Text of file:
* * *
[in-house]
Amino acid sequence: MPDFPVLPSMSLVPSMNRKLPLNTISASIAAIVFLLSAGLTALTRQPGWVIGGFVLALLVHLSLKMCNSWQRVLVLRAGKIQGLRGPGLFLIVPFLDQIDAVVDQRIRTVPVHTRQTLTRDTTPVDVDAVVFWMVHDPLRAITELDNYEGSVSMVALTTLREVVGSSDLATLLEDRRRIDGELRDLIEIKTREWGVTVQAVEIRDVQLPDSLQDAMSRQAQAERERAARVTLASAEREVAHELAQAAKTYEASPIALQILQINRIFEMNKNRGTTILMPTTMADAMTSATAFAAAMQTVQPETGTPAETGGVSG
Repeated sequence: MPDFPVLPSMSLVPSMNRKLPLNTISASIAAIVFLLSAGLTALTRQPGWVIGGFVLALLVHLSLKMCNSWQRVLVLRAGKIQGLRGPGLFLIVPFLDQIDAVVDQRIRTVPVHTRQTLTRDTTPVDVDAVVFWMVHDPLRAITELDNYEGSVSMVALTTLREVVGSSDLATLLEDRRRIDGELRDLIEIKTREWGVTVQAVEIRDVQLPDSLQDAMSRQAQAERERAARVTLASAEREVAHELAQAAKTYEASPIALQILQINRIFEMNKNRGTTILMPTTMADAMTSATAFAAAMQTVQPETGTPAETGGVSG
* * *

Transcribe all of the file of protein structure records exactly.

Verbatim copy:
[in-house]
Amino acid sequence: MPDFPVLPSMSLVPSMNRKLPLNTISASIAAIVFLLSAGLTALTRQPGWVIGGFVLALLVHLSLKMCNSWQRVLVLRAGKIQGLRGPGLFLIVPFLDQIDAVVDQRIRTVPVHTRQTLTRDTTPVDVDAVVFWMVHDPLRAITELDNYEGSVSMVALTTLREVVGSSDLATLLEDRRRIDGELRDLIEIKTREWGVTVQAVEIRDVQLPDSLQDAMSRQAQAERERAARVTLASAEREVAHELAQAAKTYEASPIALQILQINRIFEMNKNRGTTILMPTTMADAMTSATAFAAAMQTVQPETGTPAETGGVSG
Repeated sequence: MPDFPVLPSMSLVPSMNRKLPLNTISASIAAIVFLLSAGLTALTRQPGWVIGGFVLALLVHLSLKMCNSWQRVLVLRAGKIQGLRGPGLFLIVPFLDQIDAVVDQRIRTVPVHTRQTLTRDTTPVDVDAVVFWMVHDPLRAITELDNYEGSVSMVALTTLREVVGSSDLATLLEDRRRIDGELRDLIEIKTREWGVTVQAVEIRDVQLPDSLQDAMSRQAQAERERAARVTLASAEREVAHELAQAAKTYEASPIALQILQINRIFEMNKNRGTTILMPTTMADAMTSATAFAAAMQTVQPETGTPAETGGVSG